There's nothing better than an office with a door that shuts (and locks).
I suppose most people consider their office workspace an outpost of their home, but for me this means that my office must allow me to get really, really comfortable. Yesterday, for example, I came back from three manic hours of teaching, spent another 20 minutes consoling and encouraging a good but very stressed out student, and then (with two hours until my night class) closed the door, took off all my jewelry, my boots, and my lipstick, loosened my skirt, and lay down flat on the floor to read.
I didn't have office hours and I did have to finish that night's text (and write a quiz and a lesson plan!), so the closed door made sense. But I tend to collapse after periods of being "on" for too long, and when I'm overwhelmed, I need to shut down as many systems as possible; I also have this vaguely OCD thing where, when I'm fixated on or frustrated by a task, certain physical sensations drive me TOTALLY NUTS. Normally, it takes me more than an hour of sitting semi-blankly at my desk to recover from my first two classes and start thinking about my night one, but yesterday I didn't have that time. Lying down helped hasten the process.
It usually doesn't come quite to that, but even on an ordinary day I'm likely to wander around barefoot, sit with my legs flung entirely across my desk, inhale my lunch like a savage, and do stretching exercises on my floor. I mean, it's my office, right? And stuff's gotta get done.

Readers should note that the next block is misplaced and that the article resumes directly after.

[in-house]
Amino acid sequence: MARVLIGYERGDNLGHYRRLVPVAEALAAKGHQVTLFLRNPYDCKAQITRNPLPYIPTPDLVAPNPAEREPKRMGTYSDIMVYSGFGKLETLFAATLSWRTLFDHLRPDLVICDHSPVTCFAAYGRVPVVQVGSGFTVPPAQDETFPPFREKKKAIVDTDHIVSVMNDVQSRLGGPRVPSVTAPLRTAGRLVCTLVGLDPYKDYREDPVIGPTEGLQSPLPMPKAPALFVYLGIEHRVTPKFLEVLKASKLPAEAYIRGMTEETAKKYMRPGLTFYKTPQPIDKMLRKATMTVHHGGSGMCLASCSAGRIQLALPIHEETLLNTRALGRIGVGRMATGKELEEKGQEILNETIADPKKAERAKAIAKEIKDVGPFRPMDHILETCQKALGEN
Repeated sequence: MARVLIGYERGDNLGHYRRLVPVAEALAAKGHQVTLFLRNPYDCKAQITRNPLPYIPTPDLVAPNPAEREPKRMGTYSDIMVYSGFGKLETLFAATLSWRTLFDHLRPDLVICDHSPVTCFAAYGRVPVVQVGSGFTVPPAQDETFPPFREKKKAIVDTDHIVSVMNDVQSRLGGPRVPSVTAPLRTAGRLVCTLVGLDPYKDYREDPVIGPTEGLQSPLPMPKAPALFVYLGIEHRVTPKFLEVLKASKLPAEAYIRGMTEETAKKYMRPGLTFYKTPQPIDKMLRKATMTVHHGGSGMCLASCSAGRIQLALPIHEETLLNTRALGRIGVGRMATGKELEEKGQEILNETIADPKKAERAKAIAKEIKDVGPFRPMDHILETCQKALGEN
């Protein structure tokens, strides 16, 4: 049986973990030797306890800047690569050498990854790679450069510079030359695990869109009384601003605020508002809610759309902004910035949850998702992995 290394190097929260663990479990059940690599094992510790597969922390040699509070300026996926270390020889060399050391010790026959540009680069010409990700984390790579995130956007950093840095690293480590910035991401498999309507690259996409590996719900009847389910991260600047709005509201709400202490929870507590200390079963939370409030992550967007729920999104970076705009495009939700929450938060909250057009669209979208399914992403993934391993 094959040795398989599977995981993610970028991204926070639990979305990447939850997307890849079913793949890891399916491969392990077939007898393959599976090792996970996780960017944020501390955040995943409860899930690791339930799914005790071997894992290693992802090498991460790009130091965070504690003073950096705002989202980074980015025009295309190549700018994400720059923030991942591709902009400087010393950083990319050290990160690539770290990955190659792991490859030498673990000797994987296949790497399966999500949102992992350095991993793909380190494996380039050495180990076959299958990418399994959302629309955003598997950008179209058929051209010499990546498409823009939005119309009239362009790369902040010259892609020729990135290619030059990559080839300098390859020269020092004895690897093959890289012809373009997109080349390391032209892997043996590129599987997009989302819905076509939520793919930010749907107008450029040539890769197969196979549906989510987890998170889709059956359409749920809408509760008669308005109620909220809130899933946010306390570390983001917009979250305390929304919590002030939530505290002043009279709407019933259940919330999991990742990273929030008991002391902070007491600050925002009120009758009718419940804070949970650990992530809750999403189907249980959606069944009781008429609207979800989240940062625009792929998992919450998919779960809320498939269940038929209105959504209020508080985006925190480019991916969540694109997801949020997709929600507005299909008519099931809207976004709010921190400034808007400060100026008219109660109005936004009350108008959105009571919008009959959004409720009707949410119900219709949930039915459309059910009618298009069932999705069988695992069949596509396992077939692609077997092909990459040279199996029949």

My office-casual habits may be native, or they may be partly learned: when I was a paralegal, everyone in the firm kept ridiculous hours. Two young attorneys I worked for routinely napped under their desks--their secretary being instructed to hold their calls--and my own officemates and I played our small stereo all day long, shot rubber bands at one another, smuggled in the occasional bottle of wine, and now and again barricaded ourselves under our desks (hidden behind file boxes) to sleep, avoid one of our attorneys, or just calm the fuck down. Our next-door neighbors had a pet fish, two pillows, and an entire magazine-stand's worth of reading material. Almost all of us had extra clothes stashed in drawers.
I don't spend nearly the amount of time at the office now that I did then--I'm usually only on campus three days a week, for maybe 25 hours--but the small drugstore and kitchen that I keep in my desk drawer and my readiness to sprawl on the floor show I've learned certain lessons well.
What do you do in the privacy of your office?